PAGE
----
New Zealand- Day 3

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Day 3- November 20th

In the morning we visited a conservation center primarily for birds (New Zealand has no native mammals predators, possibly no native mammals? and as a result has a lot of flightless birds that desperately need conservation since stoats, rats, and dogs have been introduced.) We did the behind the scenes tour and got to see a baby kiwi which was pretty awesome. They also had a nocturnal house with 3 kiwis and an option to come back after dark to see more.

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In the afternoon we visited Hell’s Gate geothermal park and caught up with a guided tour. This was a contrast to the other geothermals parks I’ve seen in Yellowstone because those are colorful and these were completely monochromatic. They talked about the “white”, “gray”, and “black” mud but they were really just all shades of gray. He told us all sorts of legends about the healing properties of the mud and which pools they used for cooking. We got to play with some of the mud which was also a contrast to Yellowstone where the general rule was “if you touch it you will die.” So after hearing all about the therapeutic healing powers of the mud we stepped over to the spa area for a mud bath followed by a soak in the sulfuric springs. Chris was mostly humoring me for this one but I’m very glad I talked him into it. The tub was mostly dirty water and all the mud was at the bottom so you had to scoop it up and coat yourself in it.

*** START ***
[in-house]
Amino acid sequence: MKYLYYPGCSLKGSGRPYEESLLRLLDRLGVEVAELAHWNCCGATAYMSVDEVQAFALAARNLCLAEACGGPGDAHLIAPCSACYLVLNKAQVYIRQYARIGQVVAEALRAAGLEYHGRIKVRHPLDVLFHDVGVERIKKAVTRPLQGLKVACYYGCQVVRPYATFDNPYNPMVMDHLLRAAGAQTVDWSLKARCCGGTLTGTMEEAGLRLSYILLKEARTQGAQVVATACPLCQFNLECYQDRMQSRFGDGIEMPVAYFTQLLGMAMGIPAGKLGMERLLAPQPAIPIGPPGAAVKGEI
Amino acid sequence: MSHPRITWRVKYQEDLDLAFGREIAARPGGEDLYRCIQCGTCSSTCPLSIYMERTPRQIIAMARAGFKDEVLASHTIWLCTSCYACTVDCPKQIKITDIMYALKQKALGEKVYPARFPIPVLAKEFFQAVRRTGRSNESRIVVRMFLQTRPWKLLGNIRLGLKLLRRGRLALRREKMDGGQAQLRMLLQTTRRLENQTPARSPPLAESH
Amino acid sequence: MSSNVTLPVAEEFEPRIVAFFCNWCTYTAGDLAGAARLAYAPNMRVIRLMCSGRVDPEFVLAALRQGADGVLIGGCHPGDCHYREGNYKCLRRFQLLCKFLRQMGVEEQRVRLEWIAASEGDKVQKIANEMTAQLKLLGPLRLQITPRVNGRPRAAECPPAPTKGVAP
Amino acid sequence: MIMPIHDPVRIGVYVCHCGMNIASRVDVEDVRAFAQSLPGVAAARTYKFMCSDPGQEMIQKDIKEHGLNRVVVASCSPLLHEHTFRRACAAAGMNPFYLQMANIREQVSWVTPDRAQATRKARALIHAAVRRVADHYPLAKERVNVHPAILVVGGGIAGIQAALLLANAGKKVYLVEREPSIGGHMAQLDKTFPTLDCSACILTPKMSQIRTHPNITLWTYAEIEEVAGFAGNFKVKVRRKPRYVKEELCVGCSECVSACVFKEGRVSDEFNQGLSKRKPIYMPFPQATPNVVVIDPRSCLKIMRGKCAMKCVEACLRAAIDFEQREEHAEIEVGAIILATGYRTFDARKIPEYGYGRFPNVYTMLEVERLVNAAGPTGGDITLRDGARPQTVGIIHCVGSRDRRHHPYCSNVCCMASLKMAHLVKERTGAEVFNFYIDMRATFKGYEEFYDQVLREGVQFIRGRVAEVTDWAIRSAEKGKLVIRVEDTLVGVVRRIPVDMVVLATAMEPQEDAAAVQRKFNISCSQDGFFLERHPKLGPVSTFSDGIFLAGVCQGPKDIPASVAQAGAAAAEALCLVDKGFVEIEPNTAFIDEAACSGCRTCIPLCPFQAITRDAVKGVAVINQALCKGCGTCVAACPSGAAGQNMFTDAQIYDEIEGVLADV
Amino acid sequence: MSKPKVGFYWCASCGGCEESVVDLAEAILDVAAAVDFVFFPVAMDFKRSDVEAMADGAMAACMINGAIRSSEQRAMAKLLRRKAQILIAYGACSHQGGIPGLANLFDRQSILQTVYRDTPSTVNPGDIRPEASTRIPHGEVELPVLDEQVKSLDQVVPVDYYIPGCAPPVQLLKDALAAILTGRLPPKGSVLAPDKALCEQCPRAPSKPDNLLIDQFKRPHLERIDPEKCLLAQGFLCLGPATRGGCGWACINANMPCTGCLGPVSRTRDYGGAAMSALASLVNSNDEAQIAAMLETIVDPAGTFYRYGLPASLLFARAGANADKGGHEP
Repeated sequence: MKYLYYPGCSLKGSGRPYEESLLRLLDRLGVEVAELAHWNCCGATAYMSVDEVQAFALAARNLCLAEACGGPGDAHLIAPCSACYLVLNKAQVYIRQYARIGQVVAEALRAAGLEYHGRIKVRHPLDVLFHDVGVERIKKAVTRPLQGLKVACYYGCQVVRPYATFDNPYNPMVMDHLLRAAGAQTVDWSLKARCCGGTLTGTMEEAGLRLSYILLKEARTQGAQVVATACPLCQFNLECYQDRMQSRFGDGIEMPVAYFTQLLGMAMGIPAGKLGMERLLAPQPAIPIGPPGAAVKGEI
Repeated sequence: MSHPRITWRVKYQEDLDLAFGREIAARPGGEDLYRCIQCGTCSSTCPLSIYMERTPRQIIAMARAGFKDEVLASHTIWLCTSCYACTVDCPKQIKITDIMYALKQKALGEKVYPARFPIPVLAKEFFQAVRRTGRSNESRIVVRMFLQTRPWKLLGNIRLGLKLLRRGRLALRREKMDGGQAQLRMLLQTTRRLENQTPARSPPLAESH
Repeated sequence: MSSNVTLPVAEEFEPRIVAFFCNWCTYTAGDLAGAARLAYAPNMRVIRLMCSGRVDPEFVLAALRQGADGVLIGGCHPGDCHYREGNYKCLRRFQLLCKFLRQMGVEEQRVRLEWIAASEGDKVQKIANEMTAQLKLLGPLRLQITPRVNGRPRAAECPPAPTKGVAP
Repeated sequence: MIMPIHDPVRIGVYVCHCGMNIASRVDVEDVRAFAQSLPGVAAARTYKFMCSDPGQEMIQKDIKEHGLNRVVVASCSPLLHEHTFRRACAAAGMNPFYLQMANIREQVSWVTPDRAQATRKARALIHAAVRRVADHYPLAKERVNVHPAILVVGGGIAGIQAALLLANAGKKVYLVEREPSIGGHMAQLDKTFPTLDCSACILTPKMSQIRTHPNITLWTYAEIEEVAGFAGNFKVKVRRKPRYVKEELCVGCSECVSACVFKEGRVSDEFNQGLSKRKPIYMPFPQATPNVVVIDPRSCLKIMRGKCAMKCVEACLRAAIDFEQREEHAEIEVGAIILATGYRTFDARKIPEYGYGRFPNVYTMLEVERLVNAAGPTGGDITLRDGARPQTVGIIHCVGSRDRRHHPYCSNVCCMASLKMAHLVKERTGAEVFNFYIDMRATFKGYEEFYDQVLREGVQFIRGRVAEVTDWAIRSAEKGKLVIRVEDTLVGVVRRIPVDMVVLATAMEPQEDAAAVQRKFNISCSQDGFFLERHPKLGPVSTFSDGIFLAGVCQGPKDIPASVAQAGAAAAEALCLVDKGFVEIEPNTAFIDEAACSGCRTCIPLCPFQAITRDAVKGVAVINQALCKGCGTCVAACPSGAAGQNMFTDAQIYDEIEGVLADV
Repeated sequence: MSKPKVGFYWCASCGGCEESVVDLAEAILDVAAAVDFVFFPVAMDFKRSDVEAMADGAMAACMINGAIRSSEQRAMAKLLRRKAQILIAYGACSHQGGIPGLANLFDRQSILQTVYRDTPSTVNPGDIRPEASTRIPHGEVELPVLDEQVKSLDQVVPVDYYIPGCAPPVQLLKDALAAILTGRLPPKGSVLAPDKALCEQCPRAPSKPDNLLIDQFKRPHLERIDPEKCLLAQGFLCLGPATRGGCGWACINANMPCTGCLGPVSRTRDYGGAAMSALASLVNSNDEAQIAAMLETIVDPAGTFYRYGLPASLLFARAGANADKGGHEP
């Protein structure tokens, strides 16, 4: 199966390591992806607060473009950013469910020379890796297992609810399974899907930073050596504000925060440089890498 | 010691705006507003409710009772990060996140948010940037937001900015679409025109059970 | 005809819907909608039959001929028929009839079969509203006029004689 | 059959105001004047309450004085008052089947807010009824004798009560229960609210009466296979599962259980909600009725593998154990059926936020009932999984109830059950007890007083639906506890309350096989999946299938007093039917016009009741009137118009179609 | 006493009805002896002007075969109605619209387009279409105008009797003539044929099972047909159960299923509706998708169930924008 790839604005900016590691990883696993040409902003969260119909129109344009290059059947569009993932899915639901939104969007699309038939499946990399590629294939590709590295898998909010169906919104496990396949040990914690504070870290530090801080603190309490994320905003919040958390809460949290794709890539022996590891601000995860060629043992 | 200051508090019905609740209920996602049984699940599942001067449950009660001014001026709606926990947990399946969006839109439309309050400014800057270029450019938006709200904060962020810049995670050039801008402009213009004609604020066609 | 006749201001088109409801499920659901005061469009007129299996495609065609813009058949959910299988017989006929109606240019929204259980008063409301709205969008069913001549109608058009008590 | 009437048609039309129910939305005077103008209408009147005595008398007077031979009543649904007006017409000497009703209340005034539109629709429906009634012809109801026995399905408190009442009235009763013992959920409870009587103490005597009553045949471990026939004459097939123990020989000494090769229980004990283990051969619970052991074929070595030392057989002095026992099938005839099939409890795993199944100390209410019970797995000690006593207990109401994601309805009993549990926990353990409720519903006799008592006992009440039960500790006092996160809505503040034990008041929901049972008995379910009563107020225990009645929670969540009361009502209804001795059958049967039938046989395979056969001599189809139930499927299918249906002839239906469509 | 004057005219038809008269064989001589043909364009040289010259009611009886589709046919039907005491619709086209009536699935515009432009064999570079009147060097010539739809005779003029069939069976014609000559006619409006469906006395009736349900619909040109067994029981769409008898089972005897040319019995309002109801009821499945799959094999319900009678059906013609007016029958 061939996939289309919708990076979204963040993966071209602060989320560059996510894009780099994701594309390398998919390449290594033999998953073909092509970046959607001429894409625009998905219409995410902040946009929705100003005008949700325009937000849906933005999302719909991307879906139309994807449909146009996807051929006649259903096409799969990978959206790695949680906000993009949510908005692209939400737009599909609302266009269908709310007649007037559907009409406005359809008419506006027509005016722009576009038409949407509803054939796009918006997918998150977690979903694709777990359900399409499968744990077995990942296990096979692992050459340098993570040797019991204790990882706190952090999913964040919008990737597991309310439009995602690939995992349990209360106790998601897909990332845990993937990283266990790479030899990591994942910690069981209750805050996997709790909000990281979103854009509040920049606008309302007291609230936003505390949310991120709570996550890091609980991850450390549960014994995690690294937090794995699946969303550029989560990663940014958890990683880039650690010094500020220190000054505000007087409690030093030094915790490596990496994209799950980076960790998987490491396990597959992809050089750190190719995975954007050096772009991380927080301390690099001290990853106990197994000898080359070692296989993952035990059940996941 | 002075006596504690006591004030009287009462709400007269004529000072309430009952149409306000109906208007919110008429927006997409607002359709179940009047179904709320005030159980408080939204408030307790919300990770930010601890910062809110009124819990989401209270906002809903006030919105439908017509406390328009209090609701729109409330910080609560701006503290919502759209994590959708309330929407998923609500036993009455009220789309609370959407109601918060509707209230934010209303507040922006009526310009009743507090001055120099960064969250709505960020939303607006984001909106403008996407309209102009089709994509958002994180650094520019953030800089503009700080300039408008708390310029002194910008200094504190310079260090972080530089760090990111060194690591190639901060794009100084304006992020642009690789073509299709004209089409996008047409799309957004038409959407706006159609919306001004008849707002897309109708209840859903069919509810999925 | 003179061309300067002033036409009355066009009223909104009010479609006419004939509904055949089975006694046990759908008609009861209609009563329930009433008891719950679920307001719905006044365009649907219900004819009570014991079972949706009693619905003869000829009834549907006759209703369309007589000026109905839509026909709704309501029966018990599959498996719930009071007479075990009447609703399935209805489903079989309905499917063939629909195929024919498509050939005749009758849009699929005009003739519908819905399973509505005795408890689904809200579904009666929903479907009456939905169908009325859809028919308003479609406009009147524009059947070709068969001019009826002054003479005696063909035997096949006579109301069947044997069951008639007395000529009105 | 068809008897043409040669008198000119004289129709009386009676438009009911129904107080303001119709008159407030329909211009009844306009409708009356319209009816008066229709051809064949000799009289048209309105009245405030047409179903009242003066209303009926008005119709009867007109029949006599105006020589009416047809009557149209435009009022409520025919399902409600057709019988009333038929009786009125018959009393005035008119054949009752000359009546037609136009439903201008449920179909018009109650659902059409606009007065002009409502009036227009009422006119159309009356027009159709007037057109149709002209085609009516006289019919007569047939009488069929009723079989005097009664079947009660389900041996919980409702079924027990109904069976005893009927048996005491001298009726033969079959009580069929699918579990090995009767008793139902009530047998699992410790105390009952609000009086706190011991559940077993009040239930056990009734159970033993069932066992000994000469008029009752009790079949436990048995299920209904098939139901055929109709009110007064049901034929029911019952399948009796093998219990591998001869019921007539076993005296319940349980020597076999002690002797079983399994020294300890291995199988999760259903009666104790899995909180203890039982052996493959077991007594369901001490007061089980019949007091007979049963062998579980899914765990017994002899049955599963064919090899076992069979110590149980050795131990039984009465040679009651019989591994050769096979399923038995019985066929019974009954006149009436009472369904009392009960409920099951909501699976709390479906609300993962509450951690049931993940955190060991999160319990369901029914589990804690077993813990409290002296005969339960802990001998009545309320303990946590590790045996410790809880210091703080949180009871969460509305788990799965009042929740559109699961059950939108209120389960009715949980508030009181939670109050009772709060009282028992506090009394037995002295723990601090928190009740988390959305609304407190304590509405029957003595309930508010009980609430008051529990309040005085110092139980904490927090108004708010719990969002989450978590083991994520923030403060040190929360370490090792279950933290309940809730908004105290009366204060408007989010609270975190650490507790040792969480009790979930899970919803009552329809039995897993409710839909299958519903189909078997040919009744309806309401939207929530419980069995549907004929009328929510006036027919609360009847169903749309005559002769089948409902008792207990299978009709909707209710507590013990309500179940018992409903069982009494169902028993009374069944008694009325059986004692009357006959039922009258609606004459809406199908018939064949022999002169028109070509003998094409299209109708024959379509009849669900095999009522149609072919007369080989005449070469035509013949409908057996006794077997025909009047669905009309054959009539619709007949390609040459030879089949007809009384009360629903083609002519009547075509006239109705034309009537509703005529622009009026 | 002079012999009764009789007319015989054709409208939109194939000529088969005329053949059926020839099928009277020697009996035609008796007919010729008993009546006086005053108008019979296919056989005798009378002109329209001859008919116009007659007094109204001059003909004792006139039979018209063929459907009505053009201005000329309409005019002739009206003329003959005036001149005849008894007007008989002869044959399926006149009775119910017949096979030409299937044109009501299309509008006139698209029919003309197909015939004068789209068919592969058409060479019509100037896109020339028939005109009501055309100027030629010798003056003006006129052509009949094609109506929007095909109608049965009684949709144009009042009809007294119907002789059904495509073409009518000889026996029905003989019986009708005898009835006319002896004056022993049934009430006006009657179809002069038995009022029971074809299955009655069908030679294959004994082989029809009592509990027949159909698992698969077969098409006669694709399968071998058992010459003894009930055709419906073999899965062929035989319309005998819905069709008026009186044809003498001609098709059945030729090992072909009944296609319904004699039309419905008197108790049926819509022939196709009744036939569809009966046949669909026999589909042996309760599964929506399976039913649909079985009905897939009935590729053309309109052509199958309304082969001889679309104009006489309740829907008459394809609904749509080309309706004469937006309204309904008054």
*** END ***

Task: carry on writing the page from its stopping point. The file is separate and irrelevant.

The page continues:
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That evening we went to a Maori cultural show. They took us on a bush walk to see their war canoe and we saw another pool with geothermal activity. This one was my favorite since the pool was crystal clear but the mud at the bottom was bubbling up. I have no idea how the bottom could churn so much but not muddy the water but it was amazingly clear. So much so that it took a little while to determine where the water line was exactly. They did a presentation of their war dance, weapons, and facial mutilation (eventually it evolved into tattoos but they used to split the skin in elaborate designs over and over until it no longer healed but left intricate scars). I was quite smug to score front row seats for the presentation but it turns out the war dance is terrifying and loud and we may have been happier a couple of rows back. The dinner was cooked underground in the traditional haggai fashion but that’s about where the tradition in the food ended. We had lamb, beef, chicken, and stuffing. I would say this is the closest we got to Thanksgiving dinner this year.

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